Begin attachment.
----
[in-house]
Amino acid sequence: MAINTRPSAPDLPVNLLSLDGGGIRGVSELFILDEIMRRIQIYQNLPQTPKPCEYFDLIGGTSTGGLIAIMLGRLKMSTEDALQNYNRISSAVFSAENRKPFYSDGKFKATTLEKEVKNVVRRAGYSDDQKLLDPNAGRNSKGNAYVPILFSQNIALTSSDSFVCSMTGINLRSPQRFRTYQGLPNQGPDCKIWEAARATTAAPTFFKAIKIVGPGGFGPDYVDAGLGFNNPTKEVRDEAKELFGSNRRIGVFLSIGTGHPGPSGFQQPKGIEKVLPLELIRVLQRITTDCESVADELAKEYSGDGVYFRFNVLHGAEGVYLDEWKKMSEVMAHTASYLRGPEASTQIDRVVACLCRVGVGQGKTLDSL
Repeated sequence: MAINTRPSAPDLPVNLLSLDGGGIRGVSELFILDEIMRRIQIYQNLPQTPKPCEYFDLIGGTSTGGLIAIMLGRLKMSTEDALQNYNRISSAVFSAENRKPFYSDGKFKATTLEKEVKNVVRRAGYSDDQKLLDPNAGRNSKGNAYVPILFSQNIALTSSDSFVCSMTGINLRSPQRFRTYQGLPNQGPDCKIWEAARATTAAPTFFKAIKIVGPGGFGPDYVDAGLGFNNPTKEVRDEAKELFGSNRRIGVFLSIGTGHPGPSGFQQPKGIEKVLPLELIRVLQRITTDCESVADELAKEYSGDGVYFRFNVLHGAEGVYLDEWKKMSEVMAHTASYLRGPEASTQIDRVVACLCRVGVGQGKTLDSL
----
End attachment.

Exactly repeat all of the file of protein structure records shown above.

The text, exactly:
[in-house]
Amino acid sequence: MAINTRPSAPDLPVNLLSLDGGGIRGVSELFILDEIMRRIQIYQNLPQTPKPCEYFDLIGGTSTGGLIAIMLGRLKMSTEDALQNYNRISSAVFSAENRKPFYSDGKFKATTLEKEVKNVVRRAGYSDDQKLLDPNAGRNSKGNAYVPILFSQNIALTSSDSFVCSMTGINLRSPQRFRTYQGLPNQGPDCKIWEAARATTAAPTFFKAIKIVGPGGFGPDYVDAGLGFNNPTKEVRDEAKELFGSNRRIGVFLSIGTGHPGPSGFQQPKGIEKVLPLELIRVLQRITTDCESVADELAKEYSGDGVYFRFNVLHGAEGVYLDEWKKMSEVMAHTASYLRGPEASTQIDRVVACLCRVGVGQGKTLDSL
Repeated sequence: MAINTRPSAPDLPVNLLSLDGGGIRGVSELFILDEIMRRIQIYQNLPQTPKPCEYFDLIGGTSTGGLIAIMLGRLKMSTEDALQNYNRISSAVFSAENRKPFYSDGKFKATTLEKEVKNVVRRAGYSDDQKLLDPNAGRNSKGNAYVPILFSQNIALTSSDSFVCSMTGINLRSPQRFRTYQGLPNQGPDCKIWEAARATTAAPTFFKAIKIVGPGGFGPDYVDAGLGFNNPTKEVRDEAKELFGSNRRIGVFLSIGTGHPGPSGFQQPKGIEKVLPLELIRVLQRITTDCESVADELAKEYSGDGVYFRFNVLHGAEGVYLDEWKKMSEVMAHTASYLRGPEASTQIDRVVACLCRVGVGQGKTLDSL